Fat loss tips that are PROVEN to work. Trust us, we asked the scientists.
“We accumulate stored fat very fast,” says Dr Pablo Enriori, from Monash University’s Neurophysiology research group. “In 15 minutes you’re going to get a lot of insulin in circulation. This is induced to accumulate fat in tissue as well as used in the form of glucose for muscles.”
“Six hours is when we start to store that body fat but if by lunch you’ve overeaten and starting to store fat you’ve still got half a day to fix it, by either going to the gym and burning it off or reducing the amount of food you’re eating later in the day,” says exercise physiologist and dietitian Matt O’Neil from Metabolic Jumpstart.
“By the next day you’ll have more body fat unless you have burnt it off the same day.”
So how to release it? Pay attention – it’s tricky.
CHEAT: Aerobic exercise needs to performed for 30 minutes plus.
DEETS: Fat is like the money in a high-interest linked savings account – you can’t just withdraw it. First you need to use up what’s in your direct transaction account (preferred macromolecules) – starting with creatine phosphate and glycogen.These provide quick energy for short-term, high-intensity exercise, or fuel for the early stages of moderate-intensity workouts.
The type and duration of exercise determines which macromolecule is metabolised first.
Why is half-an-hour the magic number?
When you keep busting a sweat past the halfa mark, the body switches from primarily metabolising glucose to favouring fatty acids. In plain speak, that means it can efficiently tap into free fatty acids (FFAs) derived from lipids in body fat. Tip: the brain can’t metabolise fatty acids during the first 30 minutes of exercise.
There’s also an order of events that can’t be overwritten, no matter how clever you think you are. Fat and amino acids derived from muscle protein are the last fuel in the chain after stored glycogen and residual glucose in blood.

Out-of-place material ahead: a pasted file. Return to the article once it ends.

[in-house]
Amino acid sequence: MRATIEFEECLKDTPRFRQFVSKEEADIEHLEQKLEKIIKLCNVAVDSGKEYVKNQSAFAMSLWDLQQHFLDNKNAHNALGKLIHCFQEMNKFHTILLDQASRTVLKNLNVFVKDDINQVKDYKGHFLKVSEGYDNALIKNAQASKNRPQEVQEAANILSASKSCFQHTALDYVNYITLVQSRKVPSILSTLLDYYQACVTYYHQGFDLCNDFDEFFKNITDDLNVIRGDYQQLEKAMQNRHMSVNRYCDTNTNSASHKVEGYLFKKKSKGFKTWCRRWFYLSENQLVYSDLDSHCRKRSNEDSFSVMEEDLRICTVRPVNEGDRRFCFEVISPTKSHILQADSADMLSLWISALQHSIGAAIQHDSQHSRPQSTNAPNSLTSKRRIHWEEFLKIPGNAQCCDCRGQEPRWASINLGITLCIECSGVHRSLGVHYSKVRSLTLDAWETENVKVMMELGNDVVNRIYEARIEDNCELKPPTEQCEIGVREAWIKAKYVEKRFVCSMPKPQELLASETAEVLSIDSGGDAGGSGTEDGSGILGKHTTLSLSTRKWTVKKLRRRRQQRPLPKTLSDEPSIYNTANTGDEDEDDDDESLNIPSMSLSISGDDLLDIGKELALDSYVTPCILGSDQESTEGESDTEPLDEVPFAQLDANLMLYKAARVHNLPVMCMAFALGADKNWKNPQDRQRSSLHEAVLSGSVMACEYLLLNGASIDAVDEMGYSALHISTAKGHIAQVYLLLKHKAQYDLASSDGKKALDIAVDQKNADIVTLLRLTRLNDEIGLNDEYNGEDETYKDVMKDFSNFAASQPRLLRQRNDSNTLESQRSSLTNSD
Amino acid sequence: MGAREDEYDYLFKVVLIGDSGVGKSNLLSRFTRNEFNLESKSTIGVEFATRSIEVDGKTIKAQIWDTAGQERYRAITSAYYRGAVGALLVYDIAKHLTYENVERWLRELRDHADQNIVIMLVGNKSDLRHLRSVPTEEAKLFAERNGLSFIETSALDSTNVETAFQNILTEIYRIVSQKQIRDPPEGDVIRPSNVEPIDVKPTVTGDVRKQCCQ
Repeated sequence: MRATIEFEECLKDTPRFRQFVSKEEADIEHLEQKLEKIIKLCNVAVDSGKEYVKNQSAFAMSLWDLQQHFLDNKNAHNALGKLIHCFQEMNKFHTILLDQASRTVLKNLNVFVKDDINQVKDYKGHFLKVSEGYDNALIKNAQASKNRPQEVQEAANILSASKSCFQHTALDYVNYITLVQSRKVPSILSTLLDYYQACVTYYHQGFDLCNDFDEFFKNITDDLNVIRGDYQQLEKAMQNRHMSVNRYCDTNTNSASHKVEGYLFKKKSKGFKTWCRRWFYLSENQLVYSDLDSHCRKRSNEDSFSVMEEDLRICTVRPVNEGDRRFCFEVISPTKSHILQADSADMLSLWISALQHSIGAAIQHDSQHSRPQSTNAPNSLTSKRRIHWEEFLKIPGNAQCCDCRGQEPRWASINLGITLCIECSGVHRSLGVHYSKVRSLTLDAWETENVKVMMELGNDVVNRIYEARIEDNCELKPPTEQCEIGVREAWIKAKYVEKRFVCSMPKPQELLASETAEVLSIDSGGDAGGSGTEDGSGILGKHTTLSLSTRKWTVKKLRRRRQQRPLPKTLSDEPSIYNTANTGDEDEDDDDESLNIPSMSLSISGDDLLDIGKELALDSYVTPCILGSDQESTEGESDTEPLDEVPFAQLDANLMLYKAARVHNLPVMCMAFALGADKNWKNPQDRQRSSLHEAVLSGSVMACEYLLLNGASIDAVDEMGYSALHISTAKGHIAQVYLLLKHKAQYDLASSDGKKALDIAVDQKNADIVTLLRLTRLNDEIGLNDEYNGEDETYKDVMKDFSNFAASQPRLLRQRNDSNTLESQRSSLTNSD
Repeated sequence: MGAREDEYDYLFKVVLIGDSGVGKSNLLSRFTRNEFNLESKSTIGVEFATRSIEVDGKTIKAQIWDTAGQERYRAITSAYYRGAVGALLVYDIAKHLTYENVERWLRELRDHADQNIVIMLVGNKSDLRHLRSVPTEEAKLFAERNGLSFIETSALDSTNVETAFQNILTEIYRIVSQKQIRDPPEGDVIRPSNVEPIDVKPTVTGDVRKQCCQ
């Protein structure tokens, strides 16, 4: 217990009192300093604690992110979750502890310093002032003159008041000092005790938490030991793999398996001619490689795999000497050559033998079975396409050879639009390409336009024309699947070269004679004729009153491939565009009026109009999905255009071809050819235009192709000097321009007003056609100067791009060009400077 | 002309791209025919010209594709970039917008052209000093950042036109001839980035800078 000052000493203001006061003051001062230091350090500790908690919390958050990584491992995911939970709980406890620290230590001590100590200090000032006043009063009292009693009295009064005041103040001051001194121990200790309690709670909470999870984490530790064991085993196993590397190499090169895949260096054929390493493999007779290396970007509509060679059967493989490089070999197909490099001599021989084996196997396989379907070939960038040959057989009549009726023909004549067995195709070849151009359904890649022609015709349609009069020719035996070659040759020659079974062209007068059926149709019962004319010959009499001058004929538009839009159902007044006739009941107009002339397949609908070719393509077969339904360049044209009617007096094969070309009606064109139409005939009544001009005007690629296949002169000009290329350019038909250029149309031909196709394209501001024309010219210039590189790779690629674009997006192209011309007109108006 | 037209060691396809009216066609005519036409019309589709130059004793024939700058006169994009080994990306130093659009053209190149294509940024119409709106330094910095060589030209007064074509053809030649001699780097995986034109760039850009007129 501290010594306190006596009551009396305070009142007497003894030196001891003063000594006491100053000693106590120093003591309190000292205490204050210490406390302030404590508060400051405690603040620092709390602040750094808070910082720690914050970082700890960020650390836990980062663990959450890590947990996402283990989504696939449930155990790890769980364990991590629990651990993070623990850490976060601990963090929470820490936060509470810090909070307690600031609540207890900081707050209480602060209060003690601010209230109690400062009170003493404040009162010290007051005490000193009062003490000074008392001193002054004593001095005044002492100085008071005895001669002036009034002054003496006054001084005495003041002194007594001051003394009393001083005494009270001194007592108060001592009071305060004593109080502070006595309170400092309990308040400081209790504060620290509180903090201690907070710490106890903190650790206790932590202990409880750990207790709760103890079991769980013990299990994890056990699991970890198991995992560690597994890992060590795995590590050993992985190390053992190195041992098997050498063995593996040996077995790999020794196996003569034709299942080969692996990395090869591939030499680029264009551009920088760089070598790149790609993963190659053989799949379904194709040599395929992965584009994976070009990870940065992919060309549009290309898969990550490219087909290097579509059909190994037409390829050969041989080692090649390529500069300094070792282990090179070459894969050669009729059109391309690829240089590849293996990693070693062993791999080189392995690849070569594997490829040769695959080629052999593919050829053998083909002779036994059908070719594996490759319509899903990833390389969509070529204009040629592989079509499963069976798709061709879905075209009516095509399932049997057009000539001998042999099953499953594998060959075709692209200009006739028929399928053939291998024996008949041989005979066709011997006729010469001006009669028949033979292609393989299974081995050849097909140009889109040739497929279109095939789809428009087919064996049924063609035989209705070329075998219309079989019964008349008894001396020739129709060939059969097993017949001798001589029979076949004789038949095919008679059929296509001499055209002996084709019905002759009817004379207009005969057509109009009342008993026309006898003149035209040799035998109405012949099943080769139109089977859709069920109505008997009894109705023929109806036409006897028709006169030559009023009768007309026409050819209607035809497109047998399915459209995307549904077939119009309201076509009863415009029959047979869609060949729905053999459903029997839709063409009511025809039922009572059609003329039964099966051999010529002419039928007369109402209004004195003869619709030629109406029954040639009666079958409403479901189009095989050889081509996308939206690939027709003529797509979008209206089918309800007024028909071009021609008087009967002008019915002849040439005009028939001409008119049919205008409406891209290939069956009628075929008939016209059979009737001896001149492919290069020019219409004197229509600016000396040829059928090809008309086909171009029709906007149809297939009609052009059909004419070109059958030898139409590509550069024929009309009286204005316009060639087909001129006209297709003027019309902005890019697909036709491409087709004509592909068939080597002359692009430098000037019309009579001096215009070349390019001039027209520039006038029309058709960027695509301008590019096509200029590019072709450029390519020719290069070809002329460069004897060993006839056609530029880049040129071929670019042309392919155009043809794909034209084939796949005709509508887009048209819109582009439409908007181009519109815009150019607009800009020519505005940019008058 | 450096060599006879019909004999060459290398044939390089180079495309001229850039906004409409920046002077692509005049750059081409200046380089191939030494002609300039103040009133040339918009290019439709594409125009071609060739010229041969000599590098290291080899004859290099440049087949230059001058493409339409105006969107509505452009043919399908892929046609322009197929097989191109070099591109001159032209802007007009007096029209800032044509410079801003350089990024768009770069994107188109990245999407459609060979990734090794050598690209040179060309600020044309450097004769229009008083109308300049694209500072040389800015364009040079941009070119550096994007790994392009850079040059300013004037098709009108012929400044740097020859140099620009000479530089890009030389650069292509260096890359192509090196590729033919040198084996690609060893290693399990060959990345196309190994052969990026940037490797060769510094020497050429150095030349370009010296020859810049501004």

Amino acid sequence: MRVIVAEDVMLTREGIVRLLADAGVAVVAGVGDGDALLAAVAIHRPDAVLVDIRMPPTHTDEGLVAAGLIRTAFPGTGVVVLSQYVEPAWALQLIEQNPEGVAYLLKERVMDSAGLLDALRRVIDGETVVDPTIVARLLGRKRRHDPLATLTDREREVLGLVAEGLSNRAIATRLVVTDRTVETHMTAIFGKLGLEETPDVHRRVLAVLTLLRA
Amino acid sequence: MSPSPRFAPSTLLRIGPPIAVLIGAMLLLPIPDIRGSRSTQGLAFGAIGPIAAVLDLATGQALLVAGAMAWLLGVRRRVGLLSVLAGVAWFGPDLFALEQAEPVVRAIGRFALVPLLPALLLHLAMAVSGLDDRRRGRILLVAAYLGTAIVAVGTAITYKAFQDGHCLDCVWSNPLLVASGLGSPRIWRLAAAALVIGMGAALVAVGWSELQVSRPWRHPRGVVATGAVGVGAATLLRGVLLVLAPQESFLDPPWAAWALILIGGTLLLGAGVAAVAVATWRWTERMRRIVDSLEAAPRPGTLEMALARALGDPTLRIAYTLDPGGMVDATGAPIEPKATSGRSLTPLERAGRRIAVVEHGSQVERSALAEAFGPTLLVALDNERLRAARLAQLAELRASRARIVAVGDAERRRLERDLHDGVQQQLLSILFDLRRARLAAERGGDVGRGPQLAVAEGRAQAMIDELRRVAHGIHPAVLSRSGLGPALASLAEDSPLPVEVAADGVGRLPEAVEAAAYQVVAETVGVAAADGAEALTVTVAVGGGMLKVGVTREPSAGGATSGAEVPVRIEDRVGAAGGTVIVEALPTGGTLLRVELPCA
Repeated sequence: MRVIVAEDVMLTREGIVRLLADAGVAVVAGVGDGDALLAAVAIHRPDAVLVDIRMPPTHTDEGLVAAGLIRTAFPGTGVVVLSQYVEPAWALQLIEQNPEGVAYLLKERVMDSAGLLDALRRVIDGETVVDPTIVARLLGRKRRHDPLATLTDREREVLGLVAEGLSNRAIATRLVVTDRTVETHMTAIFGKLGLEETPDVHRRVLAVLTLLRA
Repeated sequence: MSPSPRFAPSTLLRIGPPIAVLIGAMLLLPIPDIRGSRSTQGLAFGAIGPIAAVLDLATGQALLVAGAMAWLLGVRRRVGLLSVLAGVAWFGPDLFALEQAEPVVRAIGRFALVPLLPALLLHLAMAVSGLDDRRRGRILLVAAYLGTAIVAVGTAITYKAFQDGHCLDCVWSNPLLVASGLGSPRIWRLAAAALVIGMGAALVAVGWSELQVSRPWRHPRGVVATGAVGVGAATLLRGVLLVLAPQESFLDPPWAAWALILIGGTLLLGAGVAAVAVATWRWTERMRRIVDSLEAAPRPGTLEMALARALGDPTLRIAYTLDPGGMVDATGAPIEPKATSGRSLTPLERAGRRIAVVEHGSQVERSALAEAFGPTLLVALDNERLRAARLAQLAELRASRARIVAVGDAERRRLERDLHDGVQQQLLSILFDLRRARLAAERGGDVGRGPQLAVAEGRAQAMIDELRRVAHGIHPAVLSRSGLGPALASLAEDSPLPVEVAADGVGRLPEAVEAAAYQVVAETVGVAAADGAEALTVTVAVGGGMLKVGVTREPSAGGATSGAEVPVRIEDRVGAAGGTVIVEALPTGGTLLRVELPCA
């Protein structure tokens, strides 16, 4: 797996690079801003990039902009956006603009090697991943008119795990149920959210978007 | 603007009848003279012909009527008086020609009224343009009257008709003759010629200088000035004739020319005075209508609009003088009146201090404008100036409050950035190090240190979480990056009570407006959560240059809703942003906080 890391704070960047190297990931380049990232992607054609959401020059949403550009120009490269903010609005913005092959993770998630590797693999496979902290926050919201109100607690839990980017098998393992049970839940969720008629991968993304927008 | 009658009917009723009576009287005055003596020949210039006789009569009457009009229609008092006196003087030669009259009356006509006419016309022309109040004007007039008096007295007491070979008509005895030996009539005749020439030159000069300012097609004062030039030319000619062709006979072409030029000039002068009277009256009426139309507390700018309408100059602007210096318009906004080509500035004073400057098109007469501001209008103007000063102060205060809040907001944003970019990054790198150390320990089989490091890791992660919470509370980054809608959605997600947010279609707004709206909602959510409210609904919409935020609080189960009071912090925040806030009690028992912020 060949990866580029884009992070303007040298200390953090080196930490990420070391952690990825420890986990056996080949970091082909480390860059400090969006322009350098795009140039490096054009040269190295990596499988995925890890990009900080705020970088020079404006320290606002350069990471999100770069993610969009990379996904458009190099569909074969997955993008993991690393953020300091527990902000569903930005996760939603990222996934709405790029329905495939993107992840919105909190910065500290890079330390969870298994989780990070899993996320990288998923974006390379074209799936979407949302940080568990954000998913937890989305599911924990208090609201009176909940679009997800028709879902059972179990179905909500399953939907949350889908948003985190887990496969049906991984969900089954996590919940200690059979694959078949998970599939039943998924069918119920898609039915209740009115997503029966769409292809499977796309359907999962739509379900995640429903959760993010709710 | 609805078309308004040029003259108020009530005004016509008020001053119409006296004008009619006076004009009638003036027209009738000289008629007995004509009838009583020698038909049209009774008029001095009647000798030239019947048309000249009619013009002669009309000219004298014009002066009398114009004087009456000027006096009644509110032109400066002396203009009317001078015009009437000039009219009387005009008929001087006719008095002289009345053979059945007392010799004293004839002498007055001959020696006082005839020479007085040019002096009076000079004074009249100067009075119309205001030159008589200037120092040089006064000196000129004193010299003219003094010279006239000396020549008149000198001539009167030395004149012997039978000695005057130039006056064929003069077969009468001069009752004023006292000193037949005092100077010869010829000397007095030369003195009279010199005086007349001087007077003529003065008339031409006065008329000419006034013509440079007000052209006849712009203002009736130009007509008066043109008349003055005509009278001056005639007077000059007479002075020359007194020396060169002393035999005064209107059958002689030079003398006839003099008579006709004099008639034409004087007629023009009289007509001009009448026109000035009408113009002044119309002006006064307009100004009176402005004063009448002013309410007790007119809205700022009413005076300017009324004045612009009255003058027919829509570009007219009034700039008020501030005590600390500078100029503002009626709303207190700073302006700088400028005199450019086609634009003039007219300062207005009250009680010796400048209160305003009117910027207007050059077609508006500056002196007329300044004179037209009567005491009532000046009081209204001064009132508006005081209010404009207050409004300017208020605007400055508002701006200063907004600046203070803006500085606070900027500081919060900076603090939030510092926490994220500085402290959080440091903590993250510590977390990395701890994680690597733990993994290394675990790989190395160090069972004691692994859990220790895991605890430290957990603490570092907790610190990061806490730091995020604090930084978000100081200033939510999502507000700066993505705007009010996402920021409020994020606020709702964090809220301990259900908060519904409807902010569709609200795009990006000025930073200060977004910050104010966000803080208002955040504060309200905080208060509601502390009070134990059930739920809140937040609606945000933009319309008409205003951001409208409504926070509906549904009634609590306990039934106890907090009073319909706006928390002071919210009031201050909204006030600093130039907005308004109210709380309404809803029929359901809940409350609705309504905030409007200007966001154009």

The takeaway is that sub-30 minute aerobic exercise can prevent new fat stores but not erode the old ones (and possibly decrease muscle mass – bad). To really reap the perks of a fat-burning workout, 40 minutes is the holy grail. Then the body feasts primarily on fatty acids for fuel, reducing body fat. Bonus: since most fuel is now FFAs, muscle protein is largely spared.
CHEAT: Do weights before HIIT or cardio
DEETS: There’s a good reason to do weights first, cardio second – and not just because exhausting yourself in sprints will undermine your strength.
Weights use creatine phosphate and glucose sequentially for fuel while in high-intensity anaerobic exercise, the body initially uses up all of the glycogen in the skeletal muscle and the liver through the glycolysis pathway.
Once it’s worked through this, and its glycogen-derived glucose, it relies on liver breakdown of proteins and lipolysis for energy. Doing aerobic exercise first exhausts creatine and glycogen reserves without burning much fat. The subsequent anaerobic session – weights or other – will then be bereft of reserves of energy needed for glycolysis. According to MedFitness, the best strategy for maximum fat burning is 30 minutes of weights followed by cardio, which will primarily use fatty acids for fuel.
CHEAT: Eat before a workout
DEETS: While intuitively it feels as though without a piece of toast to burn, your body will make a beeline for your fat stores, fasted morning workouts aren’t as magical as they seem.
“You’ll burn a slightly bigger percentage of fat, but do you feel energetic enough to work out sufficiently before breakfast?” asks O’Neill.